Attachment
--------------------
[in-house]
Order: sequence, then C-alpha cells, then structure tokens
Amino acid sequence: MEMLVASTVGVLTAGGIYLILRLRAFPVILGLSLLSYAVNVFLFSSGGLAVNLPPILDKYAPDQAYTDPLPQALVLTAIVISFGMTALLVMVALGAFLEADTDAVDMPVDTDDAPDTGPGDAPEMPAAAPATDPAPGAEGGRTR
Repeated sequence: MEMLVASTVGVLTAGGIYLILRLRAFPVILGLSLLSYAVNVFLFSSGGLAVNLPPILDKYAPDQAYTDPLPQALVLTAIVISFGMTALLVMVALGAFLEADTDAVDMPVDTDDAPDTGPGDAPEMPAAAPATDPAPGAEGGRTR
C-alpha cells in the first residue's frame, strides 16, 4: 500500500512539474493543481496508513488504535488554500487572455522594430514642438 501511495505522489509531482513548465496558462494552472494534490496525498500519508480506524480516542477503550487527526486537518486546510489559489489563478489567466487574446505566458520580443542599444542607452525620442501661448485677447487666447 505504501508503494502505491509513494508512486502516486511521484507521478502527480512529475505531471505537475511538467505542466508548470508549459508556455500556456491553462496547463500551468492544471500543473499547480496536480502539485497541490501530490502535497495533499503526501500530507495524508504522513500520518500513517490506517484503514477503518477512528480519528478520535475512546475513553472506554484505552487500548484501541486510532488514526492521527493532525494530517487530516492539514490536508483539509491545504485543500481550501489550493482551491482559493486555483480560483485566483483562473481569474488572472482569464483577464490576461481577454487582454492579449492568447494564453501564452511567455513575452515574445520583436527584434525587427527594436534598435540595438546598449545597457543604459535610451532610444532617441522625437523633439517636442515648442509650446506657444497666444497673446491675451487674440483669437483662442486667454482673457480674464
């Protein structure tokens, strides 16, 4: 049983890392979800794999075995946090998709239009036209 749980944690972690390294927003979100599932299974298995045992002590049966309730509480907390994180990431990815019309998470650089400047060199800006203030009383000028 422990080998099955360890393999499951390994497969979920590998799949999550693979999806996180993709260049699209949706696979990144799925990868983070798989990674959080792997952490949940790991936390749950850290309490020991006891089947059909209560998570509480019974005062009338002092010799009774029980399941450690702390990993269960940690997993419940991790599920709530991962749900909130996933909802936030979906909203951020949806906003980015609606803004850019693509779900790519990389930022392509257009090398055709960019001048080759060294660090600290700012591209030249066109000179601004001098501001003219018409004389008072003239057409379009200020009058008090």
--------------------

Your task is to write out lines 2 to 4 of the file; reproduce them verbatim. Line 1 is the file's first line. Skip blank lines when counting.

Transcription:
Order: sequence, then C-alpha cells, then structure tokens
Amino acid sequence: MEMLVASTVGVLTAGGIYLILRLRAFPVILGLSLLSYAVNVFLFSSGGLAVNLPPILDKYAPDQAYTDPLPQALVLTAIVISFGMTALLVMVALGAFLEADTDAVDMPVDTDDAPDTGPGDAPEMPAAAPATDPAPGAEGGRTR
Repeated sequence: MEMLVASTVGVLTAGGIYLILRLRAFPVILGLSLLSYAVNVFLFSSGGLAVNLPPILDKYAPDQAYTDPLPQALVLTAIVISFGMTALLVMVALGAFLEADTDAVDMPVDTDDAPDTGPGDAPEMPAAAPATDPAPGAEGGRTR